Sentence Structure and Punctuation

Hi, everyone. Today, I’d like to discuss proper sentence construction and punctuation. Pretty boring, right? But, it’s also a very important skill to have, whether you’re an author, a businessperson, or both.  So, I’ll briefly go over what makes up a sentence, common errors in punctuation, and how to easily correct them.

What is a Sentence?

  • A sentence is a group of words which expresses a complete thought.
  • It contains a subject and a verb.

Two common errors are Comma Splices and Run-on Sentences.

To understand how to correct Comma Splices and Run-on Sentences, you must first be able to recognize a Clause.


No, not that clause.

  • An Independent Clause, which is the main clause of a sentence.  It can stand alone as a complete sentence. It makes sense by itself, and therefore expresses a complete thought.
  • A Comma Splice is the use of a comma to incorrectly join two independent clauses, without the proper conjunction.
  • A Run-On sentence is where two or more independent clauses are joined without the appropriate punctuation or conjunction.

To reiterate: A Comma Splice uses only a comma to join the independent clauses. The Run-On Sentence uses no punctuation at all.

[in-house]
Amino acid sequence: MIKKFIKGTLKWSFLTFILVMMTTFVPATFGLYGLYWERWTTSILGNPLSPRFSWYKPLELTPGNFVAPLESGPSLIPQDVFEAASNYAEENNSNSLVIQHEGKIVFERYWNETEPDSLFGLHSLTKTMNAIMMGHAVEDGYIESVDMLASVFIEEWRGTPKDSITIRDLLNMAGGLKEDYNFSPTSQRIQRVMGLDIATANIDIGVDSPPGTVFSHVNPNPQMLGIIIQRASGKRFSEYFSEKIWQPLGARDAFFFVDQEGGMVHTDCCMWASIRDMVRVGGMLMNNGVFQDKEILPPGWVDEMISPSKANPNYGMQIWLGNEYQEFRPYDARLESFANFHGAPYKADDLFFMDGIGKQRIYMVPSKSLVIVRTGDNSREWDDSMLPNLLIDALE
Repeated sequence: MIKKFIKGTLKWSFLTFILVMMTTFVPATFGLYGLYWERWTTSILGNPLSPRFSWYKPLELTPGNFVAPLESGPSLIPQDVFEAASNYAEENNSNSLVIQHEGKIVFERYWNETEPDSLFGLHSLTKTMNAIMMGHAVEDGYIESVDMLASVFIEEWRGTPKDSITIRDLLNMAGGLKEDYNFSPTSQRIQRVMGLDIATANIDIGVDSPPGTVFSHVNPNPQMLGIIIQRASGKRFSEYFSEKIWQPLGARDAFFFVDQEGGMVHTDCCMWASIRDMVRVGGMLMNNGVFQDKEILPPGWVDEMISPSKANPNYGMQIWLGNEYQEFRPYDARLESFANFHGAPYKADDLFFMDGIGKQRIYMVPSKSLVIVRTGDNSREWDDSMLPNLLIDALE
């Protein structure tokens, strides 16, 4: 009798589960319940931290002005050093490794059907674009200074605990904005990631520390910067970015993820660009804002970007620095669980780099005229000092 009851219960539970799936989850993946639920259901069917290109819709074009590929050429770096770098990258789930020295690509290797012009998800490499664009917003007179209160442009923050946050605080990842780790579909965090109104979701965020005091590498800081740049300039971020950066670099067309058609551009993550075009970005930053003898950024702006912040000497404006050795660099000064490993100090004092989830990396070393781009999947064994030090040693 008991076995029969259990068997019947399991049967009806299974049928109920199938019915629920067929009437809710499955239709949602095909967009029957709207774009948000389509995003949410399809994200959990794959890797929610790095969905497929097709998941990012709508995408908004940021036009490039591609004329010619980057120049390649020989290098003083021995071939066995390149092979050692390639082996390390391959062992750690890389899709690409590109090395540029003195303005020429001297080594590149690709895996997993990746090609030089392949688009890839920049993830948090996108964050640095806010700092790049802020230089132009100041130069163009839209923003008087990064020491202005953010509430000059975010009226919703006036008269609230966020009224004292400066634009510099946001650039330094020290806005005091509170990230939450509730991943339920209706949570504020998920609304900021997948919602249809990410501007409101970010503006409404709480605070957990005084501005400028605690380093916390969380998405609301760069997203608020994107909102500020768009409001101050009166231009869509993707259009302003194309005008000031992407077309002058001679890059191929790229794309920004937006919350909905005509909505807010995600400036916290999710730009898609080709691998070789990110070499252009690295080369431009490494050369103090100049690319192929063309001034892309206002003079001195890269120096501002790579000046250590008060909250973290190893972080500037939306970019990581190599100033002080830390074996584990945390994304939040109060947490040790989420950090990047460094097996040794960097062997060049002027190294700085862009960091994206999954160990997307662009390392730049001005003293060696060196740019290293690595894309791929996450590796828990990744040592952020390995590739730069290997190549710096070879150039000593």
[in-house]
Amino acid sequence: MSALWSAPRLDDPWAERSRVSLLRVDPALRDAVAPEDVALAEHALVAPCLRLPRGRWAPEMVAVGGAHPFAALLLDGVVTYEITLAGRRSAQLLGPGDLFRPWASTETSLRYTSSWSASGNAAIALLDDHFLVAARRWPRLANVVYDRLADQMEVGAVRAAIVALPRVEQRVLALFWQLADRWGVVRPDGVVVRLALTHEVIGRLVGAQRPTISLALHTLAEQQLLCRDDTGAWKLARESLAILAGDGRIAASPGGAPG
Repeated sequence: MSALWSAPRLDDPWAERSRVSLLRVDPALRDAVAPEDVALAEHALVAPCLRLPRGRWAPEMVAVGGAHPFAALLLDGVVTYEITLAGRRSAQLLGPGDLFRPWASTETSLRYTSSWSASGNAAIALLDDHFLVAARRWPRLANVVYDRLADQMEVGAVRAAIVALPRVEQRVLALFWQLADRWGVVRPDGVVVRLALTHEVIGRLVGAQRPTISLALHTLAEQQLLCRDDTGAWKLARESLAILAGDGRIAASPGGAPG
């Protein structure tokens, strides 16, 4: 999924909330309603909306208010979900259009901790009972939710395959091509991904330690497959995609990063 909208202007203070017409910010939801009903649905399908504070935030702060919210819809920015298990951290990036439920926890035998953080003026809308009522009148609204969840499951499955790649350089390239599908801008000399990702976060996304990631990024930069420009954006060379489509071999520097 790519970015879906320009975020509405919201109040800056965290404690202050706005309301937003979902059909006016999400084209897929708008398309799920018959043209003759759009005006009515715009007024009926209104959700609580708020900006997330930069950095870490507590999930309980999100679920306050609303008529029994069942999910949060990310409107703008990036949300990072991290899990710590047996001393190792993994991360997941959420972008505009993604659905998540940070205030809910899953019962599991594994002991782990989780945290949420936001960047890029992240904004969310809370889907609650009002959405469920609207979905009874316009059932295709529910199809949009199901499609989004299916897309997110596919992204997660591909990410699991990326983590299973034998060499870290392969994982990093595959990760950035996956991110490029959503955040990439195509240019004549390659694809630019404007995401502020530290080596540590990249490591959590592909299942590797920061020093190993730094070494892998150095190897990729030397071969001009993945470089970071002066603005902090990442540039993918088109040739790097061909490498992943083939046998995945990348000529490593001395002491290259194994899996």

They are both incorrect. I will talk about how to correct them a little bit later.

There Are Four Sentence Types

A Declarative Sentence: States a fact and ends with a period;

An Imperative Sentence: A command or a polite request. It ends with an exclamation mark or a period;

An Interrogative Sentence: Asks a question and ends with a question mark, and

An Exclamatory Sentence: Expresses excitement or emotion. It ends with an exclamation mark.

Now We’ll Break Down Our Sentence Components.

  • A Simple Sentence has ‘one’ independent clause and no dependent clauses.

Example: -“I enjoyed the movie last night.”

“I” is the subject – “enjoyed’ is the verb.

  • A Dependent Clause is a group of words with a subject and a verb. But it does ‘not’ express a complete thought, so it is not a sentence and it cannot stand-alone. It is Dependent on the Independent Clause to complete the sentence.

To refresh, earlier I talked about an Independent Clause, which can stand alone as a complete sentence. It makes sense by itself, and therefore expresses a complete thought.

A Dependent Clause on the other hand, does ‘not’ express a complete thought.  It is not a sentence, and it cannot stand-alone.

  • A Compound Sentence has at least two independent clauses joined by a comma, semicolon, or a conjunction.

Example: I am counting my calories, yet I really want that dessert.

Fan Boy
We all know what a conjunction is, but here’s a quick refresher.